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Allianz and Afloat - Supporting Irish Boating

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Dublin Bay Boating News and Information

Displaying items by tag: Shore Shots

#Surfing - It’s no longer such a secret that Ireland has some of the most sought-after swells among the world’s top big wave surfing talent.

But beginners aren’t left out of Surfer Today’s list of '10 surf spots you must visit in Ireland', with Inchydoney in West Cork and Achill Island in Co Mayo noted for their scenery as much as their perfect starter waves.

Sligo features on the list with two wave hotspots, Enniscrone and Easkey — both just west of Sligo town, which again hosts the Shore Shots Irish Surf Festival on the weekend of 22-23 April.

The North West is also the ancestral home of Irish-Australian surf pro Mick Fanning — famous for his close call with a shark off South Africa in 2015 — who recently paid a visit to sample the surf for himself, as documented in this new Rip Curl video:

Published in Surfing

#Surfing - The biggest cash prize in Irish surfing will be up for grabs again this summer at the Sea Sessions Surf and Music Festival.

As JOE.ie reports, the Expressions Session is set to attract the biggest surfing names in Europe and beyond to Bundoran from 19-21 June for the €3,500 purse claimed last year by 17-year-old GearOid McDaid.

But you won't have to wait that long for the next surfing celebration in Ireland, as the popular Shore Shots film festival returns to the Light House Cinema in Smithfield on 11-12 April.

This year's events includes a live talk hosted by Banter that aims to ask the question: 'What's the story with Irish surfing?'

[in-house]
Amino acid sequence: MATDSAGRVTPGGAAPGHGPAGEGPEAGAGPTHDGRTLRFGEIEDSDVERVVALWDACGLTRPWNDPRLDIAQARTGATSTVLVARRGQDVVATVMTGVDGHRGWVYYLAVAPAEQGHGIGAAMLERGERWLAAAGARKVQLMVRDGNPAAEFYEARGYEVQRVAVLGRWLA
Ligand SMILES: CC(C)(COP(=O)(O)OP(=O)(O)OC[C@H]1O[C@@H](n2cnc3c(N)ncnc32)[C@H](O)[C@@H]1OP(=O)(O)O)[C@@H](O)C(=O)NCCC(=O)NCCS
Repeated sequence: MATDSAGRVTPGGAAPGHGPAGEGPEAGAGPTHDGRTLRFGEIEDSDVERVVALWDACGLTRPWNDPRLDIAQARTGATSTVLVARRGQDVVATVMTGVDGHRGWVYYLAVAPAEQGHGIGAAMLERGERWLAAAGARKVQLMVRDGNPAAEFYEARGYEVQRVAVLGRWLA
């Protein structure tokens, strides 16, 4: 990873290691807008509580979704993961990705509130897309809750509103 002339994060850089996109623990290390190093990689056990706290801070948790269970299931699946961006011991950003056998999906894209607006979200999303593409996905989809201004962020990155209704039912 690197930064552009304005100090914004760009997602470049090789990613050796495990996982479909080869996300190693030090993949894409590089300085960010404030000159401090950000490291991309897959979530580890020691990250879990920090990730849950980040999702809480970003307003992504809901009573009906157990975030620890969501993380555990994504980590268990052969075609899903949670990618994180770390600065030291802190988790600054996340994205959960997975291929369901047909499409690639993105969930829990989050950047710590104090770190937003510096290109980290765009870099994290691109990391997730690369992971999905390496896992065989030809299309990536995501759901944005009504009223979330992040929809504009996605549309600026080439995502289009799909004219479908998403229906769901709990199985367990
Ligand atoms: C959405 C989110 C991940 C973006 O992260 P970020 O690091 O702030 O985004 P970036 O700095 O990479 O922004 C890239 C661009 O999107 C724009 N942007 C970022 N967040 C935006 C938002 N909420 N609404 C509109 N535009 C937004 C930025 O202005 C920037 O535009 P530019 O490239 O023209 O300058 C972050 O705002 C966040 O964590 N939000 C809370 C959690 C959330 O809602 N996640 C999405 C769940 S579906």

Big wave luminaries such as Peter Conroy of the Irish Tow Surf Rescue Club, MagicSeaweed editor Ed Temperley and Brian Britton of the legendary Donegal surfing clan will be on hand to discuss what makes Ireland such a strong destination for surfing.

Jim Carroll's On The Record blog has more on the story HERE.

Published in Surfing

#Surfing - Following last year's successful inaugural event, the Shore Shots Irish Surf Film Festival is returning in 2014 to the appropriately named Light House Cinema in Dublin's Smithfield on 5-6 April.

After one of the best winters on record for Irish surfing, surfers from across the island will be gathering for two days in the capital to check out the latest waveriding adventures as seen through the lens of filmmakers and photographers.

Among the line-up of hotly anticipated surf edits from the country’s best surfers and film-makers, photography and video from around the globe will be screenings of Uncharted Waters, a profile of 1960s Aussie surfing legend Wayne Lynch, and The Old, The Young and The Sea, a road movie following Europe's premier surfing route from France to Portugal.

And a weekend celebrating Ireland's second ever surfing themed film festival wouldn't be complete without the now infamous Shore Shots Afterparty, hosted across Smithfield Square at the Generator Hostel.

For more on the festival and how to book tickets for screenings and the afterparty, visit the Shore Shots website HERE.

Published in Surfing

#Surfing - Ireland's first ever surfing themed film festival has been hailed as a "roaring success" all round, according to surf website Magicseaweed.

The Shore Shots Irish Surf Film Festival - which took over the Light House Cinema and the Generator Hostel in Dublin's Smithfield last weekend, as previously reported on Afloat.ie - featured the Irish premieres of five new big-screen surfing films, including the 3D epic Storm Chasers.